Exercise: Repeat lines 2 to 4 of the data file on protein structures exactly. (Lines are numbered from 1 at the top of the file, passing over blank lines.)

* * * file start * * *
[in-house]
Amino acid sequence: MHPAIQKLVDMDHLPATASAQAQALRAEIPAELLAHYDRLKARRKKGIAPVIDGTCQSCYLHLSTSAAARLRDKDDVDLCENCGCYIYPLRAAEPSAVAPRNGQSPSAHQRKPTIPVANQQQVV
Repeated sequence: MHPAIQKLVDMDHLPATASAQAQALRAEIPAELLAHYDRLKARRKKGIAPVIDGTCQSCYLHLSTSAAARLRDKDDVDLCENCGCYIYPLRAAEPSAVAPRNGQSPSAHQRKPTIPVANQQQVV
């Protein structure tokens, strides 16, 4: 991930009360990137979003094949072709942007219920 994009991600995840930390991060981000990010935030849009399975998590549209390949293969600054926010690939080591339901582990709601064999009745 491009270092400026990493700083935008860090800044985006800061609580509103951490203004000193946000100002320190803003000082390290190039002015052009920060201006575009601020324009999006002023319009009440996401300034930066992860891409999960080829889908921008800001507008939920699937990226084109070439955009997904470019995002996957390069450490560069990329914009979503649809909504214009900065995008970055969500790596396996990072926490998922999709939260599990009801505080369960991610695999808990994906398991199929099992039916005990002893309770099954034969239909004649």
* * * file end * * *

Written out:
Amino acid sequence: MHPAIQKLVDMDHLPATASAQAQALRAEIPAELLAHYDRLKARRKKGIAPVIDGTCQSCYLHLSTSAAARLRDKDDVDLCENCGCYIYPLRAAEPSAVAPRNGQSPSAHQRKPTIPVANQQQVV
Repeated sequence: MHPAIQKLVDMDHLPATASAQAQALRAEIPAELLAHYDRLKARRKKGIAPVIDGTCQSCYLHLSTSAAARLRDKDDVDLCENCGCYIYPLRAAEPSAVAPRNGQSPSAHQRKPTIPVANQQQVV
């Protein structure tokens, strides 16, 4: 991930009360990137979003094949072709942007219920 994009991600995840930390991060981000990010935030849009399975998590549209390949293969600054926010690939080591339901582990709601064999009745 491009270092400026990493700083935008860090800044985006800061609580509103951490203004000193946000100002320190803003000082390290190039002015052009920060201006575009601020324009999006002023319009009440996401300034930066992860891409999960080829889908921008800001507008939920699937990226084109070439955009997904470019995002996957390069450490560069990329914009979503649809909504214009900065995008970055969500790596396996990072926490998922999709939260599990009801505080369960991610695999808990994906398991199929099992039916005990002893309770099954034969239909004649």